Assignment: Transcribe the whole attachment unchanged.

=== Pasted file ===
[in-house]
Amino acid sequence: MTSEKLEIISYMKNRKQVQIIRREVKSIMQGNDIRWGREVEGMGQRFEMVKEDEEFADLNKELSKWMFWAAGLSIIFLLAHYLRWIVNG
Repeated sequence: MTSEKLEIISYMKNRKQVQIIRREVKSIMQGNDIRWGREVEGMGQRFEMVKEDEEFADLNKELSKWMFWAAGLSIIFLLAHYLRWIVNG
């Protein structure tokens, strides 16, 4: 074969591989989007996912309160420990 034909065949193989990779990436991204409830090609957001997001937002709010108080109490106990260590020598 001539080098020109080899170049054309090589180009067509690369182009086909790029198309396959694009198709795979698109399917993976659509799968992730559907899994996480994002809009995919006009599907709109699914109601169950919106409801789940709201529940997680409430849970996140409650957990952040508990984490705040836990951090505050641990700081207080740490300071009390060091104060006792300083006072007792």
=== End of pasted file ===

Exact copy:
[in-house]
Amino acid sequence: MTSEKLEIISYMKNRKQVQIIRREVKSIMQGNDIRWGREVEGMGQRFEMVKEDEEFADLNKELSKWMFWAAGLSIIFLLAHYLRWIVNG
Repeated sequence: MTSEKLEIISYMKNRKQVQIIRREVKSIMQGNDIRWGREVEGMGQRFEMVKEDEEFADLNKELSKWMFWAAGLSIIFLLAHYLRWIVNG
């Protein structure tokens, strides 16, 4: 074969591989989007996912309160420990 034909065949193989990779990436991204409830090609957001997001937002709010108080109490106990260590020598 001539080098020109080899170049054309090589180009067509690369182009086909790029198309396959694009198709795979698109399917993976659509799968992730559907899994996480994002809009995919006009599907709109699914109601169950919106409801789940709201529940997680409430849970996140409650957990952040508990984490705040836990951090505050641990700081207080740490300071009390060091104060006792300083006072007792």